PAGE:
[clug] [OT] all text passwords == secure?
sjenkin at canb.auug.org.au
Tue Aug 28 18:52:09 MDT 2012
Scott and Sam are discussing workplace policies requiring people to
"frequently change your password".
The intent of the policy is sort-of commendable:
to limit the period that shared passwords work.
By 'shared', I include those that have been deliberately shared and
accidentally so - the 'social engineering' practice of copying passwords
from the post-it notes stuck to people's screens.
I've never been anywhere that's allowed me to pick a "strong" password
and keep it for an extended period. I can only remember one or two times
I've told someone my password: handing over when leaving a job.
Which is ironic.
Every place I've worked where they login with *systems* passwords,
rather than sudo+copy-in-the-safe, have never changed them...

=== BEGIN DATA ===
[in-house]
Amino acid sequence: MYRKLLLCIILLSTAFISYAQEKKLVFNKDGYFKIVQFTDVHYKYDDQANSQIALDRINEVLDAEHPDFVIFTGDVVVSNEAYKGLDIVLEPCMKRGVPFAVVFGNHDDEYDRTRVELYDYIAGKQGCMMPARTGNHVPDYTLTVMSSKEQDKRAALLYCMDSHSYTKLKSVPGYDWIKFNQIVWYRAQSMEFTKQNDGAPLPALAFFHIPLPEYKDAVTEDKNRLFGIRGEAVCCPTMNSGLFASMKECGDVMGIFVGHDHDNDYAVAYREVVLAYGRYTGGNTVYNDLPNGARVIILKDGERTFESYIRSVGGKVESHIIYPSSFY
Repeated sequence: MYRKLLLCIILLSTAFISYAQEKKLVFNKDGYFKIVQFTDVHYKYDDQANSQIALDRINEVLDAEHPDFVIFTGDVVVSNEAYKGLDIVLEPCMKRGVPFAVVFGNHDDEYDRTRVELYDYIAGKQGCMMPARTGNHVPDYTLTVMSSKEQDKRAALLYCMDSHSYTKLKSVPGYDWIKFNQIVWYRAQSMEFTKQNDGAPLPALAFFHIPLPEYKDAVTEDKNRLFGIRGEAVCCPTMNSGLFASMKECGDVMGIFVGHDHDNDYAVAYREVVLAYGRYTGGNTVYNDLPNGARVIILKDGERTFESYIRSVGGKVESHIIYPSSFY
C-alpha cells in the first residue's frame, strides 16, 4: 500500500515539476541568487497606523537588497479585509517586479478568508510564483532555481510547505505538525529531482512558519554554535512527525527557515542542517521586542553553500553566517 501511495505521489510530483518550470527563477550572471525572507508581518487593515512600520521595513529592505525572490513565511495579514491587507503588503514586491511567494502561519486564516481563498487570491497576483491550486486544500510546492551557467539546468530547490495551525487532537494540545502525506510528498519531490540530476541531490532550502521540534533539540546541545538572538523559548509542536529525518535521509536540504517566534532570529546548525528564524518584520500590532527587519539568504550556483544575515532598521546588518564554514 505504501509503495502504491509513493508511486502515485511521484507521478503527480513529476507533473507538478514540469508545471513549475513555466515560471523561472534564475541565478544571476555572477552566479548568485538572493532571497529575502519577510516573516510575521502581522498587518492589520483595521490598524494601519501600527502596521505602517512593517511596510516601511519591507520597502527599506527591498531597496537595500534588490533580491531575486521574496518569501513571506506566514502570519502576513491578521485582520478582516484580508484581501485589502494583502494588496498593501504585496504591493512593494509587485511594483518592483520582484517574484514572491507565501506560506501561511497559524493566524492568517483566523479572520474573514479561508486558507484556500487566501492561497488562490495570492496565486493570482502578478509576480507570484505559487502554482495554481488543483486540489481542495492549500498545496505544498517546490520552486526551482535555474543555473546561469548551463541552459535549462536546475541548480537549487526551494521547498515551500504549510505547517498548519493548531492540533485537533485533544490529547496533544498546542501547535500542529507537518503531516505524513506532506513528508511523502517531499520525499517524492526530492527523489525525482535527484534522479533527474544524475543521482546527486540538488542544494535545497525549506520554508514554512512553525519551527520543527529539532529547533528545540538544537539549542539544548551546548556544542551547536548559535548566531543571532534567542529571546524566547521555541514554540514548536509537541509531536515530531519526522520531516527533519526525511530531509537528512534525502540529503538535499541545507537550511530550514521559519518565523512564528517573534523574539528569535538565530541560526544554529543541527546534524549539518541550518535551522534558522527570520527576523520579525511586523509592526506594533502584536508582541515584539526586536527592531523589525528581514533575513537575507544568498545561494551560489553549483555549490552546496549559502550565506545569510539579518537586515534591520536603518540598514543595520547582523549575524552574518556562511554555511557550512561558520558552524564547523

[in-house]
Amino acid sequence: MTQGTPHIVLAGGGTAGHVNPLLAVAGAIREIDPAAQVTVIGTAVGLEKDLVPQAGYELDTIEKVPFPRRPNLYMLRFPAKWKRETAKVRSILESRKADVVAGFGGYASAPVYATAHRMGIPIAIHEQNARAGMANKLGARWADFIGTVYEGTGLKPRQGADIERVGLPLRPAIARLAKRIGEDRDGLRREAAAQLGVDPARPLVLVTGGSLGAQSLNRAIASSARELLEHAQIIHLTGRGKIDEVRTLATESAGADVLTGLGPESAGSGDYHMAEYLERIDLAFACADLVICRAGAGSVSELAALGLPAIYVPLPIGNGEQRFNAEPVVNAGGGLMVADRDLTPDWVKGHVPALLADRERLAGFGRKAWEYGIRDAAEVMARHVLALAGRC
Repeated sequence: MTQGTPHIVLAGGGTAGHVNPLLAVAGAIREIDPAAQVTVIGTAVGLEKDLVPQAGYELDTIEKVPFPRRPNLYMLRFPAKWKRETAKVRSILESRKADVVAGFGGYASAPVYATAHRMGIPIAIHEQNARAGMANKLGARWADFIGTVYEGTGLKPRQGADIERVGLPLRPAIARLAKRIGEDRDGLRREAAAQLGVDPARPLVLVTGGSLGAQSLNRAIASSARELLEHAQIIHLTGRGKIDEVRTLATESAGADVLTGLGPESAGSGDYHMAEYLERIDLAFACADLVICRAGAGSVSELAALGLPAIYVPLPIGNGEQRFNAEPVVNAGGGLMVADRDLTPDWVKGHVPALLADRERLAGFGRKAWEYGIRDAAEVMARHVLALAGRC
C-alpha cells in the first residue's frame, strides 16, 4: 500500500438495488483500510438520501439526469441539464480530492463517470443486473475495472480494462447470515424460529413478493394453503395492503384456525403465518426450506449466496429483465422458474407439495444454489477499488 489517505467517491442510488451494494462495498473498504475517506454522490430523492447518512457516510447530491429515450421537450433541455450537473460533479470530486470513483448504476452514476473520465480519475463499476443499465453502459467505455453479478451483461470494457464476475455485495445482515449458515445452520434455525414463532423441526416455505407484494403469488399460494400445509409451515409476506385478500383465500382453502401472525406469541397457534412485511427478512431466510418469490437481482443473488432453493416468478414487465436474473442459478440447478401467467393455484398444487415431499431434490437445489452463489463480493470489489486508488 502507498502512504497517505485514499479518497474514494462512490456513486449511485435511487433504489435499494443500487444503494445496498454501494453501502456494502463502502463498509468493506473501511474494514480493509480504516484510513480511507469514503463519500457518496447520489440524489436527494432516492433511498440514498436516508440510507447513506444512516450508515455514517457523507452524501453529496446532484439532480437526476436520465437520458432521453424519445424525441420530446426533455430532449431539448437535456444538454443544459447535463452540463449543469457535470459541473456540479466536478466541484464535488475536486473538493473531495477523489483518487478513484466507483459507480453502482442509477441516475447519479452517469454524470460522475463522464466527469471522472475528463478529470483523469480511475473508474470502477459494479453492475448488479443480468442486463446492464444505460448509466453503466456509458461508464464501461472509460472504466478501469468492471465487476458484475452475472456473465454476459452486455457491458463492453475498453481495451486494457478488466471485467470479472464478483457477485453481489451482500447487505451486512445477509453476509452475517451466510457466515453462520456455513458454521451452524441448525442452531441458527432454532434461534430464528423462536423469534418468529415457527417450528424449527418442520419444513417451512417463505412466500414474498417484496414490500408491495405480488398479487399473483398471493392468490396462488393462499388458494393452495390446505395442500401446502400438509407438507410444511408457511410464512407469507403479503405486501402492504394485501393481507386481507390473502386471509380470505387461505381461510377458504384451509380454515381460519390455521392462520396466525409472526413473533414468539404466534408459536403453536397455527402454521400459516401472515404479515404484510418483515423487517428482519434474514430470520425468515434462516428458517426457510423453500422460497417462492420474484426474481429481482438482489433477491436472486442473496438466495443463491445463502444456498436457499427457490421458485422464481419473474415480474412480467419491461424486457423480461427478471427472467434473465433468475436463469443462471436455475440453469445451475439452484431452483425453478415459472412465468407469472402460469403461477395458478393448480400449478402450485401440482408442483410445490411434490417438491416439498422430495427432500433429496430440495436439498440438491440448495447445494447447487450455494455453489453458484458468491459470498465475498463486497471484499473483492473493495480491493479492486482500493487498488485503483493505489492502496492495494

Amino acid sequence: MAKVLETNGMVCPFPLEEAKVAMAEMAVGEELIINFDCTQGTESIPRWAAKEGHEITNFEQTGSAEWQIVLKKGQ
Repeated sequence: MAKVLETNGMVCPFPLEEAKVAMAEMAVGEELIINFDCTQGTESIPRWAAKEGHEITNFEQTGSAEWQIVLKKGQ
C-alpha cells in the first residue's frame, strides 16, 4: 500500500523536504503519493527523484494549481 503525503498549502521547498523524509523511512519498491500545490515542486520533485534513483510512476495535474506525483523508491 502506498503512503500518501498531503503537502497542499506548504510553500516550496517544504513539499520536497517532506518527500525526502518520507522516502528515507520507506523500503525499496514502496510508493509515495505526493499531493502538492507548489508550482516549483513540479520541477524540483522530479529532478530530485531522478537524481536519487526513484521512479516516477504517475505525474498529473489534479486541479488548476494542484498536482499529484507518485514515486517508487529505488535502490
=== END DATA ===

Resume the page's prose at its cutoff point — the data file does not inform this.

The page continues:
Often, there'd be a Big Long List, the real Keys to the Kingdom, stored
digitally somewhere. If protected, it might be a password-protected
For most workplaces, the "forced password change" policy limits
password sharing, accidental or deliberate. Which prevents some of the
worst "old-time" problems of everyone knows the HR password, etc.
But I've never been convinced, nor seen a statistical analysis, that
rotating passwords provides any greater degree of security.
I guess that as a low-level annoyance, it keeps the issue of computer
security in the minds of the general workforce - not a bad thing.
Sam Couter wrote on 29/08/12 12:29 AM:
> Scott Ferguson <scott.ferguson.clug at gmail.com> wrote:
>> > Which is *not* a reason to change the policy - it's the reason why
>> > people should examine the cause of all those 'professionals' being
>> > unable to manage the most basic elements of their "profession" - access.
> There are many reasons, including that IT recommends password creation
> strategies that make passwords difficult to remember, which is the whole
> point of this discussion.
Steve Jenkin, Info Tech, Systems and Design Specialist.
0412 786 915 (+61 412 786 915)
PO Box 48, Kippax ACT 2615, AUSTRALIA
sjenkin at canb.auug.org.au http://members.tip.net.au/~sjenkin
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